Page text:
Wednesday, December 31, 2008

Taizé in Brussels: day two

The weather is cold (-4 centigrade); cars, houses and trees are iced with frost; but the skies are clear and there's no hail, drizzle, sleet, snow or freezing mist to contend with. Yesterday was the second day of the Taizé pilgrimage in Brussels. The hobbit-like habits of the Belgians are much in evidence: nobody is willing to let the pilgrims walk anywhere in the cold, and many will happily drive miles out of their way to see that they don't; before morning prayer the pilgrims get breakfast with their host families, then after morning prayer they get second breakfast in the local primary school that's functioning as reception centre and meeting place for the discussion groups. Although they're supposed to get noon and evening meals at the Heizel, some of them are given yoghurts and other odds and ends to take with them. After they get back, they're virtually force-fed supper (soup, tea, cake, weak coffee) before being dispatched to their various host families.

A couple we know in the next parish along have Serbian guests who manage to get lost when they go to the Heizel, and end up sight-seeing. I don't know whether our guests have that problem - I'm not particularly worried what they get up to, as long as they don't roll in drunk at three in the morning.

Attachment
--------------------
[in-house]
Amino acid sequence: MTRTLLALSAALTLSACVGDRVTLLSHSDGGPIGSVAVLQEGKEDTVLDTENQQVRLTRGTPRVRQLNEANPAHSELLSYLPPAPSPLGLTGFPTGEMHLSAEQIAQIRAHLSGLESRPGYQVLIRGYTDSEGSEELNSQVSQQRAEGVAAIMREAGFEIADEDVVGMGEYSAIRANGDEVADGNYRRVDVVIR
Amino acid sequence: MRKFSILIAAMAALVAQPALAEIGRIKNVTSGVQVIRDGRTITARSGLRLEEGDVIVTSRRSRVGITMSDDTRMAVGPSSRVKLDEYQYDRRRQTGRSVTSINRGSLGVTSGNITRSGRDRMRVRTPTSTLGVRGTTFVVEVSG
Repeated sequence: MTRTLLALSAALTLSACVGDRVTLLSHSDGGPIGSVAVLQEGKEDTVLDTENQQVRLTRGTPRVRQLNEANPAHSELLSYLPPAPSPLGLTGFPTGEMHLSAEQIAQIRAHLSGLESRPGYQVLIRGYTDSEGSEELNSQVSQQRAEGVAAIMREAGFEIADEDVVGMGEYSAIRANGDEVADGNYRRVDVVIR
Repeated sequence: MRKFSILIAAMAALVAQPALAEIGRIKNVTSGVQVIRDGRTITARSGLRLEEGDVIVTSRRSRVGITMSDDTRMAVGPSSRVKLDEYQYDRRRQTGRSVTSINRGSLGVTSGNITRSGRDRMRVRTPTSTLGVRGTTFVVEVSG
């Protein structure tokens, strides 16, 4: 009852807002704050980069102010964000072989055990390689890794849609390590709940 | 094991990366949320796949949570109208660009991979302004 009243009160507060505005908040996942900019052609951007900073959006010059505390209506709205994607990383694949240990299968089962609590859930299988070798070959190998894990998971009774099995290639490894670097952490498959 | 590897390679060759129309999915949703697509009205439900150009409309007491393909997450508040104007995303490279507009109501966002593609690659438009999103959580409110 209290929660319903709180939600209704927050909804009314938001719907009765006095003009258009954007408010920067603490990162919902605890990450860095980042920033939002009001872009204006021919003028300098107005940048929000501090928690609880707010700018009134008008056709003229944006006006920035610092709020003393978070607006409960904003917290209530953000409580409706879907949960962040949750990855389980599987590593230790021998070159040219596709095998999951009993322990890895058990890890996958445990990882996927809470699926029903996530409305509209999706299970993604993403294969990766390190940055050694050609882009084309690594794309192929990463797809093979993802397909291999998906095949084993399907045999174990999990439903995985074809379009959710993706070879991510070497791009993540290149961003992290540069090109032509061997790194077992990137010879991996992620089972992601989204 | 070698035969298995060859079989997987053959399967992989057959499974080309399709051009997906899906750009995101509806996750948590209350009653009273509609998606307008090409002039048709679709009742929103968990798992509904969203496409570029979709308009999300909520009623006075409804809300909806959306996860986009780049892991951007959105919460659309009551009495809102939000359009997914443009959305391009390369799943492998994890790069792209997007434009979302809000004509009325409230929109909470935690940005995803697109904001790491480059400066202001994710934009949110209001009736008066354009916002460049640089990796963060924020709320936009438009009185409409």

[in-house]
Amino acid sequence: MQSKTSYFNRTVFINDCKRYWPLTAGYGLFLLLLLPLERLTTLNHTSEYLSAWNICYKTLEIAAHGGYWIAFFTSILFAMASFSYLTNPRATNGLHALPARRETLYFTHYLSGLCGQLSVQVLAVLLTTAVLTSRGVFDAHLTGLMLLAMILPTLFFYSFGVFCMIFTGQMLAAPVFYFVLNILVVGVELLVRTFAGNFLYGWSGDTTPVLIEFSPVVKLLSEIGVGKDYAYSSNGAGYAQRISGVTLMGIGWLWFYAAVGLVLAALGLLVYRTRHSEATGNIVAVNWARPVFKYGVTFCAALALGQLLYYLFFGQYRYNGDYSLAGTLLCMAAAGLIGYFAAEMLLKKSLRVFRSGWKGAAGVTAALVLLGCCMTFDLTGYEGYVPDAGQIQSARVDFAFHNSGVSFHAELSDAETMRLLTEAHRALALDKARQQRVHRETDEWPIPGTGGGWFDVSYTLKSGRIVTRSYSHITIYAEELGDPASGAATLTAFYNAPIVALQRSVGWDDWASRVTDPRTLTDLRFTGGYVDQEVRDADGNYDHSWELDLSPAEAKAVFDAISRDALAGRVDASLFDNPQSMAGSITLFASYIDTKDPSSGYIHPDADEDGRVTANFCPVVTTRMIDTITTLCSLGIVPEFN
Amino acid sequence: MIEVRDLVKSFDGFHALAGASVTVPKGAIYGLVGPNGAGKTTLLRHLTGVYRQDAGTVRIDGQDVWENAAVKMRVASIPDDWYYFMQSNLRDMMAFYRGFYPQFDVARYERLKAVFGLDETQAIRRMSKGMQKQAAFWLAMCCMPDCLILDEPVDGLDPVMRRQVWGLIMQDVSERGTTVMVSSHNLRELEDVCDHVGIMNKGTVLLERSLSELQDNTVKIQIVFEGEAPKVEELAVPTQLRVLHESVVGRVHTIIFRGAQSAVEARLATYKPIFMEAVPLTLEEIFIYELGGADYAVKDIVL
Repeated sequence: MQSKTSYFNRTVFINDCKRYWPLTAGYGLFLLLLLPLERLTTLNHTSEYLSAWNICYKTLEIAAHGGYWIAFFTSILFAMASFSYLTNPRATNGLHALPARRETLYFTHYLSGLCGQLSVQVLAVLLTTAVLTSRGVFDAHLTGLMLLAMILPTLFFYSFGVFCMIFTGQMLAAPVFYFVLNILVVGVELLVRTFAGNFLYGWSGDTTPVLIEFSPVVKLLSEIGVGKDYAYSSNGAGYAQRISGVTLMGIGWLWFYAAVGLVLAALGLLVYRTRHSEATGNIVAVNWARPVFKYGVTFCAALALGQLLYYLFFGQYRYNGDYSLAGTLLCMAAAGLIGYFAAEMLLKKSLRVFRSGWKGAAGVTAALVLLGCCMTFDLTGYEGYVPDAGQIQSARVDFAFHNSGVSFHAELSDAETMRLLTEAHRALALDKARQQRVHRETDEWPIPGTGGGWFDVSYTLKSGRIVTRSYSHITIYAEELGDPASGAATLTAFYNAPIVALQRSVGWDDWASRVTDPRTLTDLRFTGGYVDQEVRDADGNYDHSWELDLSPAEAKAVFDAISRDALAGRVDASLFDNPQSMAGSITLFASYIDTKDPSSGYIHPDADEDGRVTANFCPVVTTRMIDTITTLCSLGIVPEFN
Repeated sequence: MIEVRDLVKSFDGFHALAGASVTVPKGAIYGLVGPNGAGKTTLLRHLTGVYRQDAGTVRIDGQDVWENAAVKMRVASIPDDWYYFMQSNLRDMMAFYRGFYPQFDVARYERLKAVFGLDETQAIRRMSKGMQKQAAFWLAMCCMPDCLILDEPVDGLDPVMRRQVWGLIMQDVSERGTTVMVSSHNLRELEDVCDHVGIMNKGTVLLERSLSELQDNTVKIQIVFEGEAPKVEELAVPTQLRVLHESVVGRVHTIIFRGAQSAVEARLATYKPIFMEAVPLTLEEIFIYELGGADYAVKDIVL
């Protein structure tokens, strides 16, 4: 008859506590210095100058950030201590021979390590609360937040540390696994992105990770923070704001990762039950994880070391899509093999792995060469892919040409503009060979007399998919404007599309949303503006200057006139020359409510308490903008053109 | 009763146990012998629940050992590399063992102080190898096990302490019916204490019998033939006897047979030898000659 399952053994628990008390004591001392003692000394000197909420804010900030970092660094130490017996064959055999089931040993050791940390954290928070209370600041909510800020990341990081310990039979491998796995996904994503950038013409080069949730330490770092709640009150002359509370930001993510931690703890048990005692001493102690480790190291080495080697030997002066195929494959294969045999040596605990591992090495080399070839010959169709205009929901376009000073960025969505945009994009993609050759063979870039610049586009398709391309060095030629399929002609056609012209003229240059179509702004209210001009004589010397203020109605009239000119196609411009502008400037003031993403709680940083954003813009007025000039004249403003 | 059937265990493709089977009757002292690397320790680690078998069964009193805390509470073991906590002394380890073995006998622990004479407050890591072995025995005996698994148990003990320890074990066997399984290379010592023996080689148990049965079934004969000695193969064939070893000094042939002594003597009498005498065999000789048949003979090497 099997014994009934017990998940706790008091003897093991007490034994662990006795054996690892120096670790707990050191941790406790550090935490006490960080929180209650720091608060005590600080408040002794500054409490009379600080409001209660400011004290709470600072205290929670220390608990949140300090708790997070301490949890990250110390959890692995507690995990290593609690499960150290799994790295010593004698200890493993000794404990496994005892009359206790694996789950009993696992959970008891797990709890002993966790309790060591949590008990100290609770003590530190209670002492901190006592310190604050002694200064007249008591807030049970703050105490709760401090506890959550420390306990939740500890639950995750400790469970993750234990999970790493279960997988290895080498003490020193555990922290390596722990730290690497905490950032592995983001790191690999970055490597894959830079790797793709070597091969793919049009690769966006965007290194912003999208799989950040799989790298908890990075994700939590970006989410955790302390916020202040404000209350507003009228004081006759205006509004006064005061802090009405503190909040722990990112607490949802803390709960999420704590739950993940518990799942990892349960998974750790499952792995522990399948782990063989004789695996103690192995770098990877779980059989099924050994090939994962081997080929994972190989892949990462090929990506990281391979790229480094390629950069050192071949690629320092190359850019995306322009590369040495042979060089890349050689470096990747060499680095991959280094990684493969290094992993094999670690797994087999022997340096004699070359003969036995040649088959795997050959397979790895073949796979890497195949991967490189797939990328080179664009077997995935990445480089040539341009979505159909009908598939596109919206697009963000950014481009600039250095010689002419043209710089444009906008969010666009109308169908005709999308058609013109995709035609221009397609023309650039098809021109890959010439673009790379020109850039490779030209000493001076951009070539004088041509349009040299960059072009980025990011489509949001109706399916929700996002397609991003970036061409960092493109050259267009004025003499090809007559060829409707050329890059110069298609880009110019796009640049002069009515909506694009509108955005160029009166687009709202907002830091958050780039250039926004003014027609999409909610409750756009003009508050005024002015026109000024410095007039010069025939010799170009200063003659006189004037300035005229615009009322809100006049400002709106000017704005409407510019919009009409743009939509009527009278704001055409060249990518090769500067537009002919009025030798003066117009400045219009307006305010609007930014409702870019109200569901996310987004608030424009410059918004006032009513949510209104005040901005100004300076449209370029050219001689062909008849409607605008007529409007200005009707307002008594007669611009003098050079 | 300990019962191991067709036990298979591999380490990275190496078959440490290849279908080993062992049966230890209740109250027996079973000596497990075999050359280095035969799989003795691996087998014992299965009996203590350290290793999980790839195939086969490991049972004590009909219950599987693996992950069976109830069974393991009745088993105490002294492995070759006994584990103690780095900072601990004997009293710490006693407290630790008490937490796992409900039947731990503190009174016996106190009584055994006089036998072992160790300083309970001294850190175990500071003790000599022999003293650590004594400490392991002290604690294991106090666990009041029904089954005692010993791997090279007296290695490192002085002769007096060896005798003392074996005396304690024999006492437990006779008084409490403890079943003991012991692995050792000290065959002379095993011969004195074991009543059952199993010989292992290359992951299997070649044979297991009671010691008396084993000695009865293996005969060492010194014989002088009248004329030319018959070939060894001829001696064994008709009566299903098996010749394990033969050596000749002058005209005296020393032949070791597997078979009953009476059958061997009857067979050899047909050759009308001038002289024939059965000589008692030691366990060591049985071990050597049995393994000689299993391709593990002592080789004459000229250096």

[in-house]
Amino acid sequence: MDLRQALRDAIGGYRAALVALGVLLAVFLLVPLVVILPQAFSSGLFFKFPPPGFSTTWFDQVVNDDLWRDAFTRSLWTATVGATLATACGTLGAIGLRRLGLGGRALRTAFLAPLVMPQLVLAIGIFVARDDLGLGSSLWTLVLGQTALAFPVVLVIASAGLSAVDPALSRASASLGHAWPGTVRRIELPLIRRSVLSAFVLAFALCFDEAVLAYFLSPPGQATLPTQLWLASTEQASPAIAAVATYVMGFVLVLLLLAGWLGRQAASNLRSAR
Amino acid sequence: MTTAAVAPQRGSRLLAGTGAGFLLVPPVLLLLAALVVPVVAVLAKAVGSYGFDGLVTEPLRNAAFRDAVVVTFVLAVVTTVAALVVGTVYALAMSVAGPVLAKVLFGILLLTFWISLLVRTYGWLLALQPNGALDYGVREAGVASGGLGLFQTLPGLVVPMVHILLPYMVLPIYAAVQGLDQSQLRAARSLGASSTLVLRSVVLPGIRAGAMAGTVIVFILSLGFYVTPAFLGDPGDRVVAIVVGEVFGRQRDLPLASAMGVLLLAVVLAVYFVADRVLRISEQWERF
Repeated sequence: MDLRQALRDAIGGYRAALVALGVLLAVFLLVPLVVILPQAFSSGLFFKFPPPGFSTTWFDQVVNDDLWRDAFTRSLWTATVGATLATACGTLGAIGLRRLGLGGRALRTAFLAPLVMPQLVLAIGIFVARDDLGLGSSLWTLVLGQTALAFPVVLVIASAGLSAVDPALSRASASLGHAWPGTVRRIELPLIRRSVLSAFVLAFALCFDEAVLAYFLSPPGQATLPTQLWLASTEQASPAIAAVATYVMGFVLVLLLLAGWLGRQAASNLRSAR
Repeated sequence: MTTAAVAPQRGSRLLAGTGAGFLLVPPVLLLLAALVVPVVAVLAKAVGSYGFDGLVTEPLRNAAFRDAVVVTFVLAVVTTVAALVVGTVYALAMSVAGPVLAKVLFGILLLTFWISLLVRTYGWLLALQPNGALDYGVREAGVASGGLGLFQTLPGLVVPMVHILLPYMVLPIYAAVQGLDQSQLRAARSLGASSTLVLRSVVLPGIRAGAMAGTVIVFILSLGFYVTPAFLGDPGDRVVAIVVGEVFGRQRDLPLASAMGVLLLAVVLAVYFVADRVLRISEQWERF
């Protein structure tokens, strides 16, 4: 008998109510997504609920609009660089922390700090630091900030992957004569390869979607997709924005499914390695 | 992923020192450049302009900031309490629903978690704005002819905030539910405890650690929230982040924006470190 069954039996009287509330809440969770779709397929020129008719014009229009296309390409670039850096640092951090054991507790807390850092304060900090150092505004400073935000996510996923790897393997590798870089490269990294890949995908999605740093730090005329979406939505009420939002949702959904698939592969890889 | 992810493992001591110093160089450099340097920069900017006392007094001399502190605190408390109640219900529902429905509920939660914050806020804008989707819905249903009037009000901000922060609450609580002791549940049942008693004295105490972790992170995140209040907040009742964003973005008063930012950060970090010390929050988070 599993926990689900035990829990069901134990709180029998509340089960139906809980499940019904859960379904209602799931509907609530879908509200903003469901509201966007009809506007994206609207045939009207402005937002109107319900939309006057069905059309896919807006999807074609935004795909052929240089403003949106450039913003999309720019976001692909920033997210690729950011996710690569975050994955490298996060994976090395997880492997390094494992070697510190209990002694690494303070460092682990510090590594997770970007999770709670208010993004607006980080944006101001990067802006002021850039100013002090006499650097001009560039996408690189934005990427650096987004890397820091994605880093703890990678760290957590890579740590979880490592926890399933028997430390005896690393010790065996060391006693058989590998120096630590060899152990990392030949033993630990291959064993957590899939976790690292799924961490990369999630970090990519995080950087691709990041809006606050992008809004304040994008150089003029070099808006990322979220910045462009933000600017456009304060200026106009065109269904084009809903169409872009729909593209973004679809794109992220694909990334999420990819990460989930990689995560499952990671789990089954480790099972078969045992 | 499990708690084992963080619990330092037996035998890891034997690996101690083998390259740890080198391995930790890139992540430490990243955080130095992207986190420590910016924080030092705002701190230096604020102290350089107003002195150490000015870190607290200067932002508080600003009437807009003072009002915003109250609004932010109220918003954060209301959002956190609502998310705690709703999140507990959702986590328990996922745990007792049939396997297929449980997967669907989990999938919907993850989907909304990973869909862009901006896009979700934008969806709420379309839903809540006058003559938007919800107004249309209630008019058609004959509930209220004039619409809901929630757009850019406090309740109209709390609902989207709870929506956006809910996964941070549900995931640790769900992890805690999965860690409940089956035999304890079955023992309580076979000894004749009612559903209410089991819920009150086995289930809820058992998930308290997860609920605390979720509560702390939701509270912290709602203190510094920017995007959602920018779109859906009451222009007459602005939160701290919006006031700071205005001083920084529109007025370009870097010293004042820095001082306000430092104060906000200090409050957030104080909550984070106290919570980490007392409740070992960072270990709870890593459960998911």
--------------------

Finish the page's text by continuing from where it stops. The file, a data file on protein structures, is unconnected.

I'd planned to go to sit in on one of the "workshops" yesterday afternoon, but a rush job came in around lunchtime and by the time I'd turned it around and got to the Heizel all the afternoon workshops were over, and everybody was at a loose end for the hour before they began serving the evening meal. So I went to the "silent" area, which had a tremendously restful atmosphere, despite being busy with hundreds of people engaged in silent reflection or in muttering with the dozen or so priests and spiritual counsellors who, with decent distances between, were lining the walls of the hangar-like space. There were banners hanging from the roof, carpet on the floor, and images of Christmas-themed Brueghel paintings being projected on a massive screen at one end of the room. I poured out my woes to a South-East Asian priest whose main European language was French, and received a blessing and some sound advice that had nothing whatsoever to do with what I'd been talking about. Still, no reason to neglect it on that account. Then I poured out my woes to a Dutch sister, and got advice that was relevant. Two sets of sound advice at the price of a single set of woes - a bargain by any reckoning.